Bristol had an answer for its more conservative clientele though – the Bristol 603.
The 603, so named for the 603rd anniversary of the founding of the City of Bristol (er, yes, obvious really), was a refresh of the 411 concept. A bespoke, discreet, two door, traditional grand tourer, built on that 114 inch wheelbase with the Chrysler V8, with an in-house styled body, and built essentially to order, provided Mr Crook accepted you as a customer.
The 603 came with an option of 5.2 or 6.9 litre engines, in 603E (economy) or 603S (sports) versions, though the 5.2 litre was later dropped. The car was progressively modified, with minor changes, until 1982 when the 603 was replaced by the Britannia and Brigand. The names were old Bristol aircraft names (the Britannia was a turbo-prop airliner and the Brigand WW2 torpedo bomber). The Britannia was basically a 603 and the Brigand a 603 with a turbocharger, raising the power to, well, a higher but undisclosed amount, and the top speed to around 150 mph.
The 412 was similarly renamed, to the Beaufighter (a WW2 twin engined fighter) and as the Beaufort (another torpedo bomber), which was a full convertible version, of which fewer than 20 were built.
In 1997, Tony Crook started to sell his interest in the company, completing the process in 2001, although he continued to be associated with it until 2007, and died in 2014, aged 94.
In 1995, the 412 series cars were discontinued and the range trimmed back to the Britannia and Brigand only. Both these were replaced by the Blenheim (the light bomber the Beaufort was developed from, and also the palace near Oxford in which Winston Churchill was born), with revised headlights and a series of bought in rear lights (Opel Senator and Skoda Fabia to name but two), multi-point injection and a four speed version of the Torqueflite gearbox. All this cost around £125,000.00 in 1999, around 20% less than a Rolls-Royce Silver Seraph. Hopefully, not too many Bristol fans will be offended by the suggestion that the BMW engined V12 Rolls (or its Bentley Arnage V8 brother) was significantly more capable as an everyday car, if less distinctive and exclusive.
Bristol had one other car to come, though only to a very small (may be as few as 13) number of owners. In concept, there was almost nothing like it, and certainly not from Bristol. An 8 litre, 525 bhp, V10 engine, from the Dodge Viper, a six speed manual gearbox, gull-wing doors, all round wishbone suspension, dramatic styling and full scale British luxury interior combined with a 0-60 time of 4 seconds and 210 mph top speed.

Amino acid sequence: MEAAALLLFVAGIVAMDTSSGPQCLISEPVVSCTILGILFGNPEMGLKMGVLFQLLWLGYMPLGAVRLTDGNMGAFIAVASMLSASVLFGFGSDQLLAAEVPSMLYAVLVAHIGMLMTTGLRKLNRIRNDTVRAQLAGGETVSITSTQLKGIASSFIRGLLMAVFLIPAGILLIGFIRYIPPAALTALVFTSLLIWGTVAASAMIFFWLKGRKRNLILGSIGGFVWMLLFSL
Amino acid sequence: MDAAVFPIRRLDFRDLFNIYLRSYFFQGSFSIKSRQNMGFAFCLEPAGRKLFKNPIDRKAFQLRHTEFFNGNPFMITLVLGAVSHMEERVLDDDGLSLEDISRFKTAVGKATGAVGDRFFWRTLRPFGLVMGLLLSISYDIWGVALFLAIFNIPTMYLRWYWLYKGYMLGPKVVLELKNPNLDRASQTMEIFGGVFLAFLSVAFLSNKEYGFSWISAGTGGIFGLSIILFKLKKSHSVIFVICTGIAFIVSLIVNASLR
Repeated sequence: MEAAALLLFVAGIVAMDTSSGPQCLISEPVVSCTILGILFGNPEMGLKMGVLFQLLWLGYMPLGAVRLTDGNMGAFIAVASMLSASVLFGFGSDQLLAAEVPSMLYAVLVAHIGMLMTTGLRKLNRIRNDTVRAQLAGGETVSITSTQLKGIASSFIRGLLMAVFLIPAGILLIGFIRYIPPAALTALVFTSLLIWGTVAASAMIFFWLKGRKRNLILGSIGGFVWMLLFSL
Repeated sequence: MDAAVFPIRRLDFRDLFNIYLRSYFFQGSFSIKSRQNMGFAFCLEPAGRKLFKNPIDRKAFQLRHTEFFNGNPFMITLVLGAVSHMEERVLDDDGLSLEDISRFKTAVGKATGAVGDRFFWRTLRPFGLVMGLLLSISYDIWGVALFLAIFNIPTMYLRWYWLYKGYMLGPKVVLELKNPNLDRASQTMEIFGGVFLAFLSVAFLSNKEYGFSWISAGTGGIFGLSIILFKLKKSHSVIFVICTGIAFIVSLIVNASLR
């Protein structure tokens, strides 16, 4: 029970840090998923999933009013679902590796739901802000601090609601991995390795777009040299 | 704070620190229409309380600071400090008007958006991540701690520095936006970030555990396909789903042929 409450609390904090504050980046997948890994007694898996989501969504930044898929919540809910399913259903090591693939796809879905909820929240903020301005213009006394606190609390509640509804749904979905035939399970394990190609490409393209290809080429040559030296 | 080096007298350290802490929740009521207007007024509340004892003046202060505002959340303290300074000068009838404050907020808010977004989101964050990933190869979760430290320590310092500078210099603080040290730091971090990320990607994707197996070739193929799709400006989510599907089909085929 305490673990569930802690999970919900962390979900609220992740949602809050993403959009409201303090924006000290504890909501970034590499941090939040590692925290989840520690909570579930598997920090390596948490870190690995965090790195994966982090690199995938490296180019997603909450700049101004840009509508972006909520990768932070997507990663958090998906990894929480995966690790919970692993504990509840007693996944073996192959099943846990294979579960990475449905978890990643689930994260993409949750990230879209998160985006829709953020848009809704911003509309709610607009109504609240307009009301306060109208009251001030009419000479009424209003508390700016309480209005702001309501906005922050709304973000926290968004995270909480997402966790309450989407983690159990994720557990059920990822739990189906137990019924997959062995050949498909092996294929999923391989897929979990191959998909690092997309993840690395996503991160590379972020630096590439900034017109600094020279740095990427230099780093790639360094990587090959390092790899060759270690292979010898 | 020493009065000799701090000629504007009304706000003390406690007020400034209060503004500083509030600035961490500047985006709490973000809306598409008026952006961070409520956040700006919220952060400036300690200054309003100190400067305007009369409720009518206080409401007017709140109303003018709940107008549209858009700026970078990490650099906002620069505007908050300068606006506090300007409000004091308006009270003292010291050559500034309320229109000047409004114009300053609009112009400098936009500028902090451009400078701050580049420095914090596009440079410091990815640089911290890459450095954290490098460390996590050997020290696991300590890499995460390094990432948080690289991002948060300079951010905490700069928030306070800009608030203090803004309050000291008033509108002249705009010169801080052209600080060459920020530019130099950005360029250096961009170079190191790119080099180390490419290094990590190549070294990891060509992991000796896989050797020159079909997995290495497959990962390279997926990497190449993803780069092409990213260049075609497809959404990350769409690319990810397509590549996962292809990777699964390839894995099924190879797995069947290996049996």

This needed a special name and it got one – the Bristol Fighter, no less, taking its name from a Great War biplane. For £235,000, you could have one of the most distinctive, fastest cars on the market. First shown in 2003 and in production by 2007, it was the first Bristol for many years to be made available to the press, where it got a friendly, supportive reaction, albeit without putting it up against any competitors. If there were any….
The Blenheim was by then into its fourth series, effectively the seventh iteration of the 603 saloon, with what may be harshly described as a body kit. But the end was nigh for Bristol. Increasing competition for the high net worth individuals’ dollars and pounds (pounds mostly), regulations in safety, economy and emissions and the global downturn forced the suspension of production and closure of the company in 2009.
Bristol built between 5000 and 6000 overs 60 years (production figures were not reported after 1976) and filled a definite niche for their loyal customer base. A Bristol was never the best car in the world, and indeed never claimed to be, but did offer a distinctive, often attractive and characterful, maybe sometimes charismatic, take on the luxury personal car for those 60 years. Eccentricity is, after all, just a more extreme form of individuality, and as there’s nothing wrong with individuality, I’m OK with it.
The last Great British eccentric has gone, and the world is a poorer place without it.
Oh hang on, I forgot the Morgan…..